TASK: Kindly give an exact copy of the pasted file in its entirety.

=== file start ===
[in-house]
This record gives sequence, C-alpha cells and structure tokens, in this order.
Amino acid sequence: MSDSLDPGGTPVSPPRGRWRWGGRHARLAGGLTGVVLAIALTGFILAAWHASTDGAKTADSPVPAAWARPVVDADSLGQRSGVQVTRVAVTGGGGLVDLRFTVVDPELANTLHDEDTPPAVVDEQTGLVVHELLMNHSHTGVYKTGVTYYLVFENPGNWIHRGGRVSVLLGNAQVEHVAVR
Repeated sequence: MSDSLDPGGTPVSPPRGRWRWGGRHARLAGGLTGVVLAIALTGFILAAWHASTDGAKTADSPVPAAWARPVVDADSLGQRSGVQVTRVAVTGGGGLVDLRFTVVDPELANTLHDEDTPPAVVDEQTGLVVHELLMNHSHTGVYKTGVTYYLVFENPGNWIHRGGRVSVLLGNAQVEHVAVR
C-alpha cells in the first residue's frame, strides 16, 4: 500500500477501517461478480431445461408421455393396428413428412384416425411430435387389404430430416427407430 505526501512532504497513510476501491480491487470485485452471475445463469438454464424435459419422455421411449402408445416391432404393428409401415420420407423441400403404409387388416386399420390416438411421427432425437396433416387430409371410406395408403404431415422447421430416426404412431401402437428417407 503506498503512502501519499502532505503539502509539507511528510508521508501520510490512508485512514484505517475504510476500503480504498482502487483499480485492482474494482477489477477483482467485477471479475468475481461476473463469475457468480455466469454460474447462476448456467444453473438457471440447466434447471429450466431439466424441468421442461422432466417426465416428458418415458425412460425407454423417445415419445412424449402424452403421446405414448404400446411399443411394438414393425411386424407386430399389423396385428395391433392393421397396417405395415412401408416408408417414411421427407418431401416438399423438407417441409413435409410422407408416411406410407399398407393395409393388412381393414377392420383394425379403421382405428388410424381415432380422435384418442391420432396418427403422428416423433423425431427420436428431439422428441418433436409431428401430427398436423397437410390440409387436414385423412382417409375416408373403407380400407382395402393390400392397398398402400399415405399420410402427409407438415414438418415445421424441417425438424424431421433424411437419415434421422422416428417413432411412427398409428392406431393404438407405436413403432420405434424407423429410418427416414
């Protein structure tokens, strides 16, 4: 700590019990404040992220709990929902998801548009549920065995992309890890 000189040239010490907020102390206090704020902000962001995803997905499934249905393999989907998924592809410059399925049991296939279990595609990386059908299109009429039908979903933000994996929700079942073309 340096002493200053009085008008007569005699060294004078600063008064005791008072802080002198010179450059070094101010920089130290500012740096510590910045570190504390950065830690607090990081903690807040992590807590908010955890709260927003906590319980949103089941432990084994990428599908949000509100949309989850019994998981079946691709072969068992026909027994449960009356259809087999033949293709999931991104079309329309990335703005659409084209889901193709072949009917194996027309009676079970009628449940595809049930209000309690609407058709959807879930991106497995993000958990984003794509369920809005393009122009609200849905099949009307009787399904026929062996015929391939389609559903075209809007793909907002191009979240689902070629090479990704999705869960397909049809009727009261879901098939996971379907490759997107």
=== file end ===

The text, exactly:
[in-house]
This record gives sequence, C-alpha cells and structure tokens, in this order.
Amino acid sequence: MSDSLDPGGTPVSPPRGRWRWGGRHARLAGGLTGVVLAIALTGFILAAWHASTDGAKTADSPVPAAWARPVVDADSLGQRSGVQVTRVAVTGGGGLVDLRFTVVDPELANTLHDEDTPPAVVDEQTGLVVHELLMNHSHTGVYKTGVTYYLVFENPGNWIHRGGRVSVLLGNAQVEHVAVR
Repeated sequence: MSDSLDPGGTPVSPPRGRWRWGGRHARLAGGLTGVVLAIALTGFILAAWHASTDGAKTADSPVPAAWARPVVDADSLGQRSGVQVTRVAVTGGGGLVDLRFTVVDPELANTLHDEDTPPAVVDEQTGLVVHELLMNHSHTGVYKTGVTYYLVFENPGNWIHRGGRVSVLLGNAQVEHVAVR
C-alpha cells in the first residue's frame, strides 16, 4: 500500500477501517461478480431445461408421455393396428413428412384416425411430435387389404430430416427407430 505526501512532504497513510476501491480491487470485485452471475445463469438454464424435459419422455421411449402408445416391432404393428409401415420420407423441400403404409387388416386399420390416438411421427432425437396433416387430409371410406395408403404431415422447421430416426404412431401402437428417407 503506498503512502501519499502532505503539502509539507511528510508521508501520510490512508485512514484505517475504510476500503480504498482502487483499480485492482474494482477489477477483482467485477471479475468475481461476473463469475457468480455466469454460474447462476448456467444453473438457471440447466434447471429450466431439466424441468421442461422432466417426465416428458418415458425412460425407454423417445415419445412424449402424452403421446405414448404400446411399443411394438414393425411386424407386430399389423396385428395391433392393421397396417405395415412401408416408408417414411421427407418431401416438399423438407417441409413435409410422407408416411406410407399398407393395409393388412381393414377392420383394425379403421382405428388410424381415432380422435384418442391420432396418427403422428416423433423425431427420436428431439422428441418433436409431428401430427398436423397437410390440409387436414385423412382417409375416408373403407380400407382395402393390400392397398398402400399415405399420410402427409407438415414438418415445421424441417425438424424431421433424411437419415434421422422416428417413432411412427398409428392406431393404438407405436413403432420405434424407423429410418427416414
């Protein structure tokens, strides 16, 4: 700590019990404040992220709990929902998801548009549920065995992309890890 000189040239010490907020102390206090704020902000962001995803997905499934249905393999989907998924592809410059399925049991296939279990595609990386059908299109009429039908979903933000994996929700079942073309 340096002493200053009085008008007569005699060294004078600063008064005791008072802080002198010179450059070094101010920089130290500012740096510590910045570190504390950065830690607090990081903690807040992590807590908010955890709260927003906590319980949103089941432990084994990428599908949000509100949309989850019994998981079946691709072969068992026909027994449960009356259809087999033949293709999931991104079309329309990335703005659409084209889901193709072949009917194996027309009676079970009628449940595809049930209000309690609407058709959807879930991106497995993000958990984003794509369920809005393009122009609200849905099949009307009787399904026929062996015929391939389609559903075209809007793909907002191009979240689902070629090479990704999705869960397909049809009727009261879901098939996971379907490759997107």